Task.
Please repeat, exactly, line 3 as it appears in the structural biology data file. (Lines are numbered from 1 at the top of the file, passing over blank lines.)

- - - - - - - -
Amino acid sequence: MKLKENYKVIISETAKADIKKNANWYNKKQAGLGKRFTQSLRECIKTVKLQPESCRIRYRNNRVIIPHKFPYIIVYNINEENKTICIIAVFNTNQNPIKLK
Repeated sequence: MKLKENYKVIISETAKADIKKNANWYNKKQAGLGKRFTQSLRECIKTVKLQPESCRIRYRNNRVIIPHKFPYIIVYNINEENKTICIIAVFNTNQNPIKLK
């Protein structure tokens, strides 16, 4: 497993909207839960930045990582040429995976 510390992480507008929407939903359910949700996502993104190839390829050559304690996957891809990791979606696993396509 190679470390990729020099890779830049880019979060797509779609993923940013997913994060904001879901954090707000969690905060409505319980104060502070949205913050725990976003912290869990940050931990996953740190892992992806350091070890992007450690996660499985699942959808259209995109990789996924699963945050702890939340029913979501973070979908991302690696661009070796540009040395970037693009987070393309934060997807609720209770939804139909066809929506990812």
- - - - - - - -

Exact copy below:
């Protein structure tokens, strides 16, 4: 497993909207839960930045990582040429995976 510390992480507008929407939903359910949700996502993104190839390829050559304690996957891809990791979606696993396509 190679470390990729020099890779830049880019979060797509779609993923940013997913994060904001879901954090707000969690905060409505319980104060502070949205913050725990976003912290869990940050931990996953740190892992992806350091070890992007450690996660499985699942959808259209995109990789996924699963945050702890939340029913979501973070979908991302690696661009070796540009040395970037693009987070393309934060997807609720209770939804139909066809929506990812």